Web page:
[Note 11] Similarly manifesting the lack of any general perception among municipal employees of any postretirement eligibility for employees who were not enrolled in the town's group health plans during their employment or on retirement is that only one retired employee other than Cioch has attempted to enroll in the town's health insurance plan after retirement. The town denied reenrollment to that retiree, despite the fact that he had been enrolled on retirement, but cancelled his coverage about eight years later.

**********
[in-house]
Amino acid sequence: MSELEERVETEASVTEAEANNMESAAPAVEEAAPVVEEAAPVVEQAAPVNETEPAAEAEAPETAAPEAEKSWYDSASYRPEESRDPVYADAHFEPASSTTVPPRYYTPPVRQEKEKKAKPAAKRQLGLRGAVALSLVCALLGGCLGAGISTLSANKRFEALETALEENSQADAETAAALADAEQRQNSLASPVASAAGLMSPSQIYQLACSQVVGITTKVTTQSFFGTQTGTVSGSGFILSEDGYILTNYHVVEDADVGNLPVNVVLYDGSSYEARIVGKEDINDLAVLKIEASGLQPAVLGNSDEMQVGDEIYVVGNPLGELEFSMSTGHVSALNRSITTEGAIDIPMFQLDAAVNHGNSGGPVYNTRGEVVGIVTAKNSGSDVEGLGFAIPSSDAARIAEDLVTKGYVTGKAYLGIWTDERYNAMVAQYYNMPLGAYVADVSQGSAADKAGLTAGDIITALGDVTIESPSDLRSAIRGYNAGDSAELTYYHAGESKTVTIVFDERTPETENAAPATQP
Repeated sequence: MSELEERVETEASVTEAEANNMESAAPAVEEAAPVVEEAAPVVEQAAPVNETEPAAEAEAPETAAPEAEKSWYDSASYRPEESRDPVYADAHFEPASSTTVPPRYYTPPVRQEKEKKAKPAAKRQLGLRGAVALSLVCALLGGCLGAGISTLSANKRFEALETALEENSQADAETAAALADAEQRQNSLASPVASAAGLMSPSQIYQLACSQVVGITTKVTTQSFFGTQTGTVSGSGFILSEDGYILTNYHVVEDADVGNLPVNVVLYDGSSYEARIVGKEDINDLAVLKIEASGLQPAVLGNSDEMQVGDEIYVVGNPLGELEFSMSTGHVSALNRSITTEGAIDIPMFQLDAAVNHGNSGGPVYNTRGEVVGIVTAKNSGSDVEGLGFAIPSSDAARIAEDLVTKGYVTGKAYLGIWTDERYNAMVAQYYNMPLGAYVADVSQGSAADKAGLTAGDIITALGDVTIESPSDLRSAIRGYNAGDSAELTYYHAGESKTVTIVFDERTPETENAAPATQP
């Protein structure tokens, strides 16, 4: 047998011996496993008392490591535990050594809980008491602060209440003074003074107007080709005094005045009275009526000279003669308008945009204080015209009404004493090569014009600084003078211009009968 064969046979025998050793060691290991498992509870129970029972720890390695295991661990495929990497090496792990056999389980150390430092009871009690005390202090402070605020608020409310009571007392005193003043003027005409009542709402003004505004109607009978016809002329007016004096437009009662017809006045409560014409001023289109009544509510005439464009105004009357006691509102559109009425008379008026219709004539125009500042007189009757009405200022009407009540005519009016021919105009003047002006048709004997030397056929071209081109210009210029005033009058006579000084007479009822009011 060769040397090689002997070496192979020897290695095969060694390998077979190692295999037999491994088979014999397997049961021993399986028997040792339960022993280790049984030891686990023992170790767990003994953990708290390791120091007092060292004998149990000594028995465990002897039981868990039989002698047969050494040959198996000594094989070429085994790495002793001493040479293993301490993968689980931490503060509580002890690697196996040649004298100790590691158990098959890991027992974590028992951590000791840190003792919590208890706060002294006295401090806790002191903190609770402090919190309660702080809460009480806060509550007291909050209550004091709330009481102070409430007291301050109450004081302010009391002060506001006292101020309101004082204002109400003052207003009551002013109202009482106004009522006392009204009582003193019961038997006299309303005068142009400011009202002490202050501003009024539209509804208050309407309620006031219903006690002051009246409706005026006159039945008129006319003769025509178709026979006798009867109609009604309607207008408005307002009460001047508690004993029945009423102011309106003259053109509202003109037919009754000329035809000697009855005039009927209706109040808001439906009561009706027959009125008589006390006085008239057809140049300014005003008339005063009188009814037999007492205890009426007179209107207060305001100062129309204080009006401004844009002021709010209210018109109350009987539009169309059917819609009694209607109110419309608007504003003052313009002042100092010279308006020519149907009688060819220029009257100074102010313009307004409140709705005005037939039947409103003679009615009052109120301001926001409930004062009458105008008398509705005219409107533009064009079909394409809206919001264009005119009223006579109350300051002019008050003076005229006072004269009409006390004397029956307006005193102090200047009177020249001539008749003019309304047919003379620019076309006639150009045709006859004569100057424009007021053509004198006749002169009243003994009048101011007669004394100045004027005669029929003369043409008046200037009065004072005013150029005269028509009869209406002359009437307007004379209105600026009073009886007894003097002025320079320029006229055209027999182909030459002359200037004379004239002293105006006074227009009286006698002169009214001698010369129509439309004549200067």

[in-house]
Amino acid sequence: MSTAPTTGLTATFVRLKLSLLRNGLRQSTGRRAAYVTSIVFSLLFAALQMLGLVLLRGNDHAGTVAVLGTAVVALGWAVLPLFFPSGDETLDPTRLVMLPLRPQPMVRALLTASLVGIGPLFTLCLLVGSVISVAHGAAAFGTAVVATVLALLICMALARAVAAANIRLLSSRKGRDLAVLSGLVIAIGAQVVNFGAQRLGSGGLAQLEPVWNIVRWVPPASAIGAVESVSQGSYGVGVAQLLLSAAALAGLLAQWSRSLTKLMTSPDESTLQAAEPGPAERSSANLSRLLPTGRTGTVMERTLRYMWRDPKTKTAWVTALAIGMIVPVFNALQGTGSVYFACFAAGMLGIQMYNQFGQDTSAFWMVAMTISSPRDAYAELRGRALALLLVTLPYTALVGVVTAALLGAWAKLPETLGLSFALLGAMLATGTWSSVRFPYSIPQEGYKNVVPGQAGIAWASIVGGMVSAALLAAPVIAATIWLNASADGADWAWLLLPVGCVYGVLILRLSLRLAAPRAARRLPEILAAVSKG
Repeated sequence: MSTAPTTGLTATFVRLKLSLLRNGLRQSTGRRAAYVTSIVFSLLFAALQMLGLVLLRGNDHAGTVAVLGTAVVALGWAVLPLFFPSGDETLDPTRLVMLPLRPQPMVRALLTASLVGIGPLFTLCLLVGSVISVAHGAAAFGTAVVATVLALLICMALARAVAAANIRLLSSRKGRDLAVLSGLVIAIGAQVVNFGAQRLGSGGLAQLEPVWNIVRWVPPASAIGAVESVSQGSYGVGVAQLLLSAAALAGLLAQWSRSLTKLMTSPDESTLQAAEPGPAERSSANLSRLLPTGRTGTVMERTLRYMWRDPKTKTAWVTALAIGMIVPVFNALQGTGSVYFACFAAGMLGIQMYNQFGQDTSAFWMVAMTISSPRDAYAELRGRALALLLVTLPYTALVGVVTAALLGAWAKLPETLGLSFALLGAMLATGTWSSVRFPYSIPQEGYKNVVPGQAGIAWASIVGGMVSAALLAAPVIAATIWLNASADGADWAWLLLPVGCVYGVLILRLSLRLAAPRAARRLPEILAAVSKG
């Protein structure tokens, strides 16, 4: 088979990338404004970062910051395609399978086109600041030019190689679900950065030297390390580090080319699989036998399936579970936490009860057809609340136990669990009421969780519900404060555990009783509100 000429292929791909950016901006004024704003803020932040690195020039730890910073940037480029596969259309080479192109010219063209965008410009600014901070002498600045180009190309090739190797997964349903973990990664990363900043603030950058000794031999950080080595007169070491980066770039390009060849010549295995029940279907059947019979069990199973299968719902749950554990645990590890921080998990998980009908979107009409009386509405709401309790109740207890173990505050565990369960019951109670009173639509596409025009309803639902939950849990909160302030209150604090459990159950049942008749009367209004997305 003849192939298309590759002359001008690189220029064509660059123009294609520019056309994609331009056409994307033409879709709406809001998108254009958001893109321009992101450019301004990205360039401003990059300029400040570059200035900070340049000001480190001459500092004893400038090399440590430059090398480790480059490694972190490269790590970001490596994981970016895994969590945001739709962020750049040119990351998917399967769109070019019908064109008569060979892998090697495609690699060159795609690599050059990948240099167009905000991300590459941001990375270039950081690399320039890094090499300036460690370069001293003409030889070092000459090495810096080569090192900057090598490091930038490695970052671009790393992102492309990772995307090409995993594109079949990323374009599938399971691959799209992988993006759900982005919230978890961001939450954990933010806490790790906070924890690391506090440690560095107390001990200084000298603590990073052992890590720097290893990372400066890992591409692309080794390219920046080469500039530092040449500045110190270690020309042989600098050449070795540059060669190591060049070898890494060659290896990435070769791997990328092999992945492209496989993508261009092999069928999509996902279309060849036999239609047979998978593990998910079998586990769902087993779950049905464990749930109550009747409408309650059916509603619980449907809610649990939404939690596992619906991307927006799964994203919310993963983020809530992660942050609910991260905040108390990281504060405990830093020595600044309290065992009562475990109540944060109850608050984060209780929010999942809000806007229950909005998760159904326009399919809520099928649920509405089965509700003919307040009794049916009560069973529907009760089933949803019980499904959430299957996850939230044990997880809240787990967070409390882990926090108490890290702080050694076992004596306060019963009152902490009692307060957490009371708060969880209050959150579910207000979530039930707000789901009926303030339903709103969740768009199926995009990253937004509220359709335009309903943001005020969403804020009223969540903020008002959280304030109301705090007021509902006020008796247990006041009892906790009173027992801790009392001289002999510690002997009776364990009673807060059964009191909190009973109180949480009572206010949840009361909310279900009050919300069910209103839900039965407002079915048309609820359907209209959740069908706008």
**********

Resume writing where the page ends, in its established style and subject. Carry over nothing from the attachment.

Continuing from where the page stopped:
[Note 12] The written policy apparently surfaced after the town filed its opposition to Cioch's motion for summary judgment, and her motion for reconsideration. The town's oppositions to those motions referred only to a long-standing practice or policy requiring preretirement enrollment.
[Note 13] The minutes of the meeting of the board on October 12, 1999, at which the policy was adopted, reflect that the policy was an "effort at putting together the Board's practices."
[Note 14] Several years later, on October 6, 2003, the town meeting added a group insurance benefit bylaw. It provides: "RETIREES. Any employee retired by the Town under the current pension plan as a result of their employment with the Town shall be eligible to continue as a participant in the group health insurance plans offered by the Town's carrier provided he/she was enrolled in a plan on the date of retirement."